With the forward drive gear engaged, a forward thrust on the push-pull lever activates the drive gear, the chain, the rear wheel sprocket, and the wheel in a forward direction; but pulling back on the lever to the starting position has no effect on motion because the forward drive gear has an internal ratchet mechanism
Each derailer moves it drive chain between gear sprockets (12) when the shift cables (24) are tightened or relaxed. The user does this by pushing or pulling on the shifters (25) mounted at the ends of left and right push levers. These shifters are typically attached to the handles of each push lever so that the user can operate them with thumb and index fingers. The derailer and shifter on the left side of the chair FIG. (2,3) are typical of those commonly found on a ten-speed bicycle. The derailer and shifter on the right side of the chair are typically exactly backwards (mirror images) of those on the left side. This allows the user to perform analogous movements with each hand simultaneously to activate each derailer equally and to shift both left and right gears equally.
Each rear wheel has its own cable activated disc brake or caliper brake (26). The brakes are typically mounted on the frame adjacent to the rear wheel, and activated by a brake cable (27). The proximal end of each brake cable is attached to a left or right brake lever (28) which is mounted on the corresponding push lever handle. The user squeezes the brake levers to apply a braking force to the rear wheels. Each wheel brake is operated independently, as is each rear drive wheel. Each push lever is fitted with a pivotable retaining clip (29) to hold the brake lever in the compressed position, thereby maintaining the brake tightly compressed to the wheel, thus functioning as a parking brake.
The rear axles are fitted with standard bicycle wheels. These wheels are secured to the drive axles in a manner that prevents them from turning independently from the rear axles.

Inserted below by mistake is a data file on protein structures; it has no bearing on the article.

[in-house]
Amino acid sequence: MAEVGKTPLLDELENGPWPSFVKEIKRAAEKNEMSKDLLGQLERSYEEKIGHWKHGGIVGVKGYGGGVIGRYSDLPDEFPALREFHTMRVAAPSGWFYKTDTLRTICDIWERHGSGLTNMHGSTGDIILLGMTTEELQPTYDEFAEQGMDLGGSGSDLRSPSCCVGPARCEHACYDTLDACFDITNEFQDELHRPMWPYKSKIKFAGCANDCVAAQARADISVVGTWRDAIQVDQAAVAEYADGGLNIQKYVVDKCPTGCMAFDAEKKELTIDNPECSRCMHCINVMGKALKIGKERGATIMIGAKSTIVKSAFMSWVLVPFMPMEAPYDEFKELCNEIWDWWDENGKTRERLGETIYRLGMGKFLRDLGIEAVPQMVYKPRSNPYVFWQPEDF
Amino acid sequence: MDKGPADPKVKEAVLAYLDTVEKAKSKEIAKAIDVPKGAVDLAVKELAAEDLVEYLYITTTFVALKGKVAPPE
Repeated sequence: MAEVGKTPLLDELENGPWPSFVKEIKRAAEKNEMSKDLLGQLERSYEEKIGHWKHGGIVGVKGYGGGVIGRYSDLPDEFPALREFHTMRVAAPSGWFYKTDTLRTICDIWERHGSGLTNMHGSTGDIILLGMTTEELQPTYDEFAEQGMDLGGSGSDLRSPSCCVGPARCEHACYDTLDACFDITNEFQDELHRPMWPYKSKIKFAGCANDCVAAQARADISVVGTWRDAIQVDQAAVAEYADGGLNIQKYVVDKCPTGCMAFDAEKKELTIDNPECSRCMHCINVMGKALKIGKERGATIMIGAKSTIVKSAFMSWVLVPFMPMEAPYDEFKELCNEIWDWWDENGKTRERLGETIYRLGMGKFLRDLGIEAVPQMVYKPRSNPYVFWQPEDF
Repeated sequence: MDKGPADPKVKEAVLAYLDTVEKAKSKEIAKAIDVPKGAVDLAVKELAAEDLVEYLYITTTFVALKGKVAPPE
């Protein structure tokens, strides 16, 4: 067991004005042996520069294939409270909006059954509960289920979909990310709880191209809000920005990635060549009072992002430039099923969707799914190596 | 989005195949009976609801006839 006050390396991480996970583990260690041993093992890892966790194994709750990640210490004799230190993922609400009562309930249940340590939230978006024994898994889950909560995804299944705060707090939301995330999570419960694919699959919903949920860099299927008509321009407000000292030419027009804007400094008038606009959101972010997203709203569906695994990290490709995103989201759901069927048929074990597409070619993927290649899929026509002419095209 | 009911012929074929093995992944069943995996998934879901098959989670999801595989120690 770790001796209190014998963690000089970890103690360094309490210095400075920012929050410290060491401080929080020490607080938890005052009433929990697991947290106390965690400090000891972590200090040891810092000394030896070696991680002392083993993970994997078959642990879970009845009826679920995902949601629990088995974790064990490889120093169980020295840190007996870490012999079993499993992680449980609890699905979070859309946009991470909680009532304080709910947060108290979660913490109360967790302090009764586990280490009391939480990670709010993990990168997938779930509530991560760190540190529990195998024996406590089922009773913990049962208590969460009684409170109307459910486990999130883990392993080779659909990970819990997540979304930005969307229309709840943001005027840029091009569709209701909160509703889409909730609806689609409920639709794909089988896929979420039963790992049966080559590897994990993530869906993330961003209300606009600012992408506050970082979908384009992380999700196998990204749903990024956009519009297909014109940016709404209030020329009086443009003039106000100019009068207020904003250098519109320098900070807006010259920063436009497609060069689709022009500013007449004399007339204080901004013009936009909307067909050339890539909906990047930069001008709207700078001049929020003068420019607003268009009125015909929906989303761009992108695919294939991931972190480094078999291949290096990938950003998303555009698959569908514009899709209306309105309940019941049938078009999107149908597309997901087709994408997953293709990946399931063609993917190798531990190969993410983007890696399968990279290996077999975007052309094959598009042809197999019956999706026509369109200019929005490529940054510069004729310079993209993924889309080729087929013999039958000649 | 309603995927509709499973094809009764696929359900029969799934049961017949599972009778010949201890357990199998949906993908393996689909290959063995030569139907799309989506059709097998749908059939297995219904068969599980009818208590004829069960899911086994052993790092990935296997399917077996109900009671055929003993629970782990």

With reference to
With this configuration, all the drive mechanisms and the wheels are incorporated in the lower frame. The upper frame is the mounting surface for the foot rest, the seat, and the back rest. This configuration allows for the two frame parts to be securely attached to each other; while the upper frame can move in a rocking manner, pivoting on the front hinges and dampened by the shock-absorbing effect of the rear springs. This allows for a smoother ride for the user over rough terrain or high speeds. It also allows for a single lower frame to be fitted with alternate seating arrangements for different size users.
Terms such as “left,” “right,” “up,” “down,” “bottom,” “top,” “front,” “back,”“in,” “out,” and like are applicable to the embodiments shown and described in conjunction with the drawings. These terms are merely for purposes of description and do not necessarily apply to the position or manner in which the invention may be constructed for use.
Although the invention has been described in connection with the preferred embodiment, it is not intended to limit the invention's particular form set forth, but on the contrary, it is intended to cover such alternatives, modifications, and equivalences that may be included in the spirit and scope of the invention as defined by the appended claims.